Oleksiy's Blog

Working with tree objects in JavaScript

04/04/2015

During recent refactoring of the core of my job project, I became really sad when i found these kinds of piece of... code:

storedData.events[requestData.date] = {};
storedData.events[requestData.date][requestData.categoryId] = {};
storedData.events[requestData.date][requestData.categoryId].data = result;
storedData.events[requestData.date][requestData.categoryId].updated = currentTime;
_deferred.resolve(storedData.events[requestData.date][requestData.categoryId].data);

These kinds of blocks were dispersed throughout the application. The structure of nesting this caching tree was different for different cases, so I came up with idea to create a lean and flexible interface for accessing this object.

So by using TDD, I expected to have a method store() which takes dynamic set of arguments, the last of ones will contain the data. E.g.:

cache.store('events', 'today', 16, ['event1', 'event2']);

should store the data and set the timestamp:

{ events: { 
  today: { 
    16: {
      data: ['event1', 'event2'] ,
      timestamp: 1428089159822
    }
  }
} }

I broke down this task to several simpler ones and defined them as functions: pack() - should produces nested tree object of merge() - should recursively merge from source object to target object dive() - should recursively get the value by provided path

As utility I used UnderscoreJS.

Tests first

Alright, so I based on that wrote the tests:

it('should pack to hierarchical structure', function() {
    expect(priv.pack(['events', 'today', 16, ['event1', 'event2']])).
      toEqual({
        events: {
          today: {
            16: {
              data: ['event1', 'event2'],
              updated: mocks.timestamp
            }
          }
        }
      });
  });

  it('should store events data', function() {
    pub.store('events', 'today', 16, ['event1', 'event2']);
    pub.store('events', 'tomorrow', 150, ['event3', 'event4']);
    pub.store('event', 12345, { name: 'Event 5'});

    expect(pub.storedData.events).
      toEqual({
        today: {
          16: {
            data: ['event1', 'event2'],
            updated: mocks.timestamp
          },
        },
        tomorrow: {
          150: {
            data: ['event3', 'event4'],
            updated: mocks.timestamp
          },
        }
      });

    expect(pub.storedData.event).toEqual({
      12345: {
        data: { name: 'Event 5'},
        updated: mocks.timestamp
      }
    });

  });

Nested object from array

function store () {
  var args   = [].slice.apply(arguments), // to array
      source = pack(args);
  merge(storedData, source);
  return source;
}

// creates hierarchical structure and stores last array element as data
function pack (args) {
  var args = args.slice(0),
      obj = {}, arg = args.splice(0,1)[0];

  obj[arg] = args.length > 0 ? pack(args) : undefined;
  return obj[arg] ? obj : new Cached(arg);
}

Deep Merge

function merge (target, source) {
  _.each(_.keys(source), function (key) {
    target[key] = source[key] instanceof Cached ?
      source[key] : target[key] || source[key]; // change if endpoint otherwise choose an existing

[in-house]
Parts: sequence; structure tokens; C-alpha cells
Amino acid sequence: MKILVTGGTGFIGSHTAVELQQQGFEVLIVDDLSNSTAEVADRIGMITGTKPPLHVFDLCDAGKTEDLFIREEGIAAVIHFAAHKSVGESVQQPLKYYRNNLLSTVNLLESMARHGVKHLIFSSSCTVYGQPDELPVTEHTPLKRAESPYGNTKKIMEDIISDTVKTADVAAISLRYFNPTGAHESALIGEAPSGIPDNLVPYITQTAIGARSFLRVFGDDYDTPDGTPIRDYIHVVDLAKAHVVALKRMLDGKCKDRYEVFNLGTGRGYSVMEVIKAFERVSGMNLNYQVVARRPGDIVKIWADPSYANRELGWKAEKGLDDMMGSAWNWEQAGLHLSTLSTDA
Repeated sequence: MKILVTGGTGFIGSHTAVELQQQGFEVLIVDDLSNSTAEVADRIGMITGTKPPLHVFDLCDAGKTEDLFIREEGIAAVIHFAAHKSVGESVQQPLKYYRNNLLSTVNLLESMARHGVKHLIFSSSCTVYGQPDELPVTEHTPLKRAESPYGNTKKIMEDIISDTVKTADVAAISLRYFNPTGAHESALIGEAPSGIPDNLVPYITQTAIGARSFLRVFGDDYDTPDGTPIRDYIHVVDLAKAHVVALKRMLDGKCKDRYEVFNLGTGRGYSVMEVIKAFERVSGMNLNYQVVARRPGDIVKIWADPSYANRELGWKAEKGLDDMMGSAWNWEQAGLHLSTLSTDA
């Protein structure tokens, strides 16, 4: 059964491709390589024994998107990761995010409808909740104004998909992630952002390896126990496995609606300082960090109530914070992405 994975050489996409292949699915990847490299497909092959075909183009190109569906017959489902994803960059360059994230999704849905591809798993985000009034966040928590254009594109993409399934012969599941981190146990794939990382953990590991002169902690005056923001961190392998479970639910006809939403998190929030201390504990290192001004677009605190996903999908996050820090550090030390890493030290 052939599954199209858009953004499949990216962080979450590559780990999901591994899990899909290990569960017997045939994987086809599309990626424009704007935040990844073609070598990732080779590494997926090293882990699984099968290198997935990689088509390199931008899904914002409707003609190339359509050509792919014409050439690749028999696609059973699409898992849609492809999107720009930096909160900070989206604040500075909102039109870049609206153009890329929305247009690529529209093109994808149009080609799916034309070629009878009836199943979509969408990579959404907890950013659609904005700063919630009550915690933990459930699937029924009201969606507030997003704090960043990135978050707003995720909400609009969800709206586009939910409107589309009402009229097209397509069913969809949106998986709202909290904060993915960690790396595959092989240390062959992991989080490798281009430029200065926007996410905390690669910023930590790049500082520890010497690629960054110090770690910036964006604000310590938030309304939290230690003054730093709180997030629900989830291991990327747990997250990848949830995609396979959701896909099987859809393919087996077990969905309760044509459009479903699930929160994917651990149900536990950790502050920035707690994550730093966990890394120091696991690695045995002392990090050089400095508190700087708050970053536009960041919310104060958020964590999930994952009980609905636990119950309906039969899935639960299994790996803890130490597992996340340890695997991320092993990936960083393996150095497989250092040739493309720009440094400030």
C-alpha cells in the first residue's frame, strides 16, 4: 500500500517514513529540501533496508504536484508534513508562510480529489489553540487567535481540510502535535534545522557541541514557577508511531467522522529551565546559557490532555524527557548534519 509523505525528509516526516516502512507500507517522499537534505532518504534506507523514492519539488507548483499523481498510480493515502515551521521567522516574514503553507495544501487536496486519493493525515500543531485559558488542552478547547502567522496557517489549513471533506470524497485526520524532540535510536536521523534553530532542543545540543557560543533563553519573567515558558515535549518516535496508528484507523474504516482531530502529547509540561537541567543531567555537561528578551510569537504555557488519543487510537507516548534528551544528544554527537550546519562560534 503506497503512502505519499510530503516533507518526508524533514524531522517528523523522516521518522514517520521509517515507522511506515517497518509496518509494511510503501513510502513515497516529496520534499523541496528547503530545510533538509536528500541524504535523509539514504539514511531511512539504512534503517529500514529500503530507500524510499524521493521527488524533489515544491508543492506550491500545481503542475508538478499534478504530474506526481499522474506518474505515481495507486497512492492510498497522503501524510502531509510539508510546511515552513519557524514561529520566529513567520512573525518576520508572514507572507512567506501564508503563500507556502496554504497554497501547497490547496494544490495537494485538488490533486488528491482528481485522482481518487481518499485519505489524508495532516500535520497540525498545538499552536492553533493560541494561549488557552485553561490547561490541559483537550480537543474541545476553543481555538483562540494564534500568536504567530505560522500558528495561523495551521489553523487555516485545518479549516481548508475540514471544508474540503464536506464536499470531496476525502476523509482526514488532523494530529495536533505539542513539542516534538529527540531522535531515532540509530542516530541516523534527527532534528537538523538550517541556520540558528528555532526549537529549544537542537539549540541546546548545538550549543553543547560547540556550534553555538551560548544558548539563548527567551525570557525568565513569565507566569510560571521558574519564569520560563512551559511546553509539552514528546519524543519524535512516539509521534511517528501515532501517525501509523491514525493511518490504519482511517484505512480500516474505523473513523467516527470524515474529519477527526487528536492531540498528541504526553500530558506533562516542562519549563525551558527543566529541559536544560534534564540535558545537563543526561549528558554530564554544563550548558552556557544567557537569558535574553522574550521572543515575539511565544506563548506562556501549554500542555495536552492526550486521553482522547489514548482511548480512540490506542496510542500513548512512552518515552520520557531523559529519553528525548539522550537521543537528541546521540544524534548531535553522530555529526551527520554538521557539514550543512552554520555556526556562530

merge(target[key], source[key]);
  });
}

I also created a constructor of cached object to distinguish it in setting and getting:

function Cached (data) {
  _.extend(this, {
    data: data,
    updated: timeFactory.getCurrentTime()
  });
}

For accessing the database i needed a stored() method which recursively travels by object by path given in arguments. This function was slightly simpler to implement.

So I created dive() function and left the business stuff in facade stored() to make it syntactically sweeter.

function stored () {
  var args   = [].slice.apply(arguments),
      cached = dive(args, storedData);
  return cached && cached instanceof Cached ?
    cached.data : undefined;
}

function dive (args, obj) {
  var args = args.slice(0),
      key  = args.shift();
  return !obj ? undefined :
    args.length > 0 ?
      dive(args, obj[key]) : obj[key];
}

Then I added more tests:

  it('should set and get data from/to cache', function() {
    pub.store('events', 'today', 16, ['event1', 'event2']);
    pub.store('events', 'tomorrow', 52, ['event3', 'event4']);

    expect(pub.stored('events', 'today', 16)).
      toEqual(['event1', 'event2']);

    expect(pub.stored('events', 'tomorrow', 52)).
      toEqual(['event3', 'event4']);

    expect(pub.stored('events', 'live', 10)).
      toBeUndefined();

    expect(pub.stored('some', 'invalid', 'path')).
      toBeUndefined();
  });

And this is really helpful thinking in TDD. While hacking my module, I realized some cases that my algorithm didn't do because of silly mistakes. Like this one:

  it('should override existing data', function() {
    pub.store('event', 100, {name: 'old data'});
    pub.store('event', 100, {name: 'new data'});
    pub.store('event', 101, {name: 'other data'});
    expect(pub.stored('event', 100).name).toEqual('new data');
    expect(pub.stored('event', 101).name).toEqual('other data');
  });

In passion of syntactic perfection and optimization, I missed the basic thing: events had not been updating by store() function. Though UT helped me out, as always, I resolved that by adding instance checking merge() function.

Now after adding Cached() constructor it works as just fine.

Although, big refactoring is still in progress...